Public Choice

, Volume 137, Issue 1–2, pp 127–143 | Cite as

Correlated payoffs in the inspection game: some theory and an application to corruption



The inspection game as formulated by Tsebelis (Am. Polit. Sci. Rev. 83:77–91, 1989) has the counterintuitive implication that crime is unaffected by the magnitude of the penalty. This paper demonstrates that to attain this outcome, it is necessary to assume independence of enforcer and offender payoffs. Given correlated payoffs, the comparative statics of the equilibrium yield an inverse relationship between crime and the severity of the sanction. In an application, we enrich the framework of Tsebelis by adding corruption stages and show that this can imply such a correlation of payoffs. Another interesting finding is that harsher anticorruption measures can increase crime incentives.


Inspection game Crime Payoff correlation Corruption Incentives 

JEL Classification

K42 H00 C72 


Unable to display preview. Download preview PDF.

Unable to display preview. Download preview PDF.


  1. Aidt, T. S. (2003). Economic analysis of corruption: A survey. Economic Journal, 113, F632–F652. CrossRefGoogle Scholar
  2. Andreozzi, L. (2002). Oscillations in the enforcement of law: An evolutionary analysis. Homo Oeconomicus, 18, 403–428. Google Scholar
  3. Andreozzi, L. (2004). Rewarding policemen increases crime: Another surprising result from the inspection game. Public Choice, 121, 69–82. CrossRefGoogle Scholar
  4. Bar-Gill, O., & Harel, A. (2001). Crime rates and expected sanctions: The economics of deterrence revisited. Journal of Legal Studies, 30, 485–501. CrossRefGoogle Scholar
  5. Bardhan, P. (1997). Corruption and development: A review of issues. Journal of Economic Literature, 35, 1320–1346. Google Scholar
  6. Basu, K., Bhattacharya, S., & Mishra, A. (1992). Notes on bribery and the control of corruption. Journal of Public Economics, 48, 349–359. CrossRefGoogle Scholar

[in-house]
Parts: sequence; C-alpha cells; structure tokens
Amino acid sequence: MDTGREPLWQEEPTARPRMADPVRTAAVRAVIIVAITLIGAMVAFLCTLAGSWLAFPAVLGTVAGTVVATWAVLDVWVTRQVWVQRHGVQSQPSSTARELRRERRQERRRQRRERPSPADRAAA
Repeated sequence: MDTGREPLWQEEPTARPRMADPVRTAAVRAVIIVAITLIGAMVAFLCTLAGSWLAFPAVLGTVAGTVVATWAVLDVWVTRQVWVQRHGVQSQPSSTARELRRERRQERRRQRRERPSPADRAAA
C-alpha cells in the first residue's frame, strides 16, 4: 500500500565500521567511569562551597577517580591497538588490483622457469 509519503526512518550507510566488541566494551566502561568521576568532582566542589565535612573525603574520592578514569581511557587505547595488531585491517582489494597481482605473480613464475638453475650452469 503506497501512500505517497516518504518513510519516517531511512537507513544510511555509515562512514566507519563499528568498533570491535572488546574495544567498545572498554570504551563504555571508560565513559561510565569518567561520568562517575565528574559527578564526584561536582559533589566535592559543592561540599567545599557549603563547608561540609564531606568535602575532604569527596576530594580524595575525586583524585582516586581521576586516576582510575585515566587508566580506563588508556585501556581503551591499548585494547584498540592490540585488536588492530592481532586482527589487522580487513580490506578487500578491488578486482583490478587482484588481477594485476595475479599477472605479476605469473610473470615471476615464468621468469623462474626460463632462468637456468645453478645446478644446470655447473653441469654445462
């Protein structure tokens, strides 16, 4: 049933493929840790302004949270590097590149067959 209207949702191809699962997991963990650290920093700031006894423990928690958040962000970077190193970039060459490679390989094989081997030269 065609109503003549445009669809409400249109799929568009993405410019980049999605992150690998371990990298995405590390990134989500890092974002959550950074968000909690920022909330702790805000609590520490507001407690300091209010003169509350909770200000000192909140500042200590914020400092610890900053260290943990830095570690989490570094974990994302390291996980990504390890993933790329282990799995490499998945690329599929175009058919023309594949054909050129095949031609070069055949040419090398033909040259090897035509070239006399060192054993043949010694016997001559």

7. Becker, G. S., & Stigler, G. J. (1974). Law enforcement, malfeasance, and compensation of enforcers. Journal of Legal Studies, 3, 1–18. CrossRefGoogle Scholar
  8. Bianco, W. T., Ordeshook, P. C., & Tsebelis, G. (1990). Crime and punishment: Are one-shot, two-persons games enough? American Political Science Review, 84, 569–586. CrossRefGoogle Scholar
  9. Bowles, R. (2000). Corruption. In B. Bouckaert & G. De Geest (Eds.), Encyclopedia of law and economics (Vol. V, pp. 460–491). Cheltenham: Edward Elgar. Google Scholar
  10. Bowles, R., & Garoupa, N. (1997). Casual police corruption and the economics of crime. International Review of Law and Economics, 17, 75–87. CrossRefGoogle Scholar
  11. Cadot, O. (1987). Corruption as a gamble. Journal of Public Economics, 33, 223–244. CrossRefGoogle Scholar
  12. Chander, P., & Wilde, L. (1992). Corruption in tax administration. Journal of Public Economics, 49, 333–349. CrossRefGoogle Scholar
  13. Chang, C. C., Mjelde, J. W., & Ozuna, T. (1998). Political pressure and regulatory control. Public Choice, 97, 687–700. CrossRefGoogle Scholar
  14. Chang, J. J., Lai, C. C., & Yang, C. C. (2000). Casual police corruption and the economics of crime: Further results. International Review of Law and Economics, 20, 35–51. CrossRefGoogle Scholar
  15. Chiappori, P.-A., Levitt, S., & Groseclose, T. (2002). Testing mixed-strategy equilibria when players are heterogeneous: The case of penalty kicks in soccer. American Economic Review, 92, 1138–1151. CrossRefGoogle Scholar
  16. Franckx, L. (2004). Penalty and crime with lumpy choices. Journal of Theoretical Politics, 16, 403–421. CrossRefGoogle Scholar
  17. Fudenberg, D., & Tirole, J. (1991). Game theory. Cambridge: MIT Press. Google Scholar
  18. Funk, P. (2005). Governmental action, social norms, and criminal behavior. Journal of Institutional and Theoretical Economics, 161, 522–535. CrossRefGoogle Scholar
  19. Garoupa, N. (2008, forthcoming). An economic analysis of criminal law. In A. Hatzis (Ed.), Economic analysis of law: A European perspective. Cheltenham: Edward Elgar. Google Scholar
  20. Garoupa, N., & Jellal, M. (2007). Further notes on information, corruption and optimal law enforcement. European Journal of Law and Economics, 23, 59–69. CrossRefGoogle Scholar
  21. Garoupa, N., & Klerman, D. (2004). Corruption and the optimal use of nonmonetary sanctions. International Review of Law and Economics, 24, 219–225. CrossRefGoogle Scholar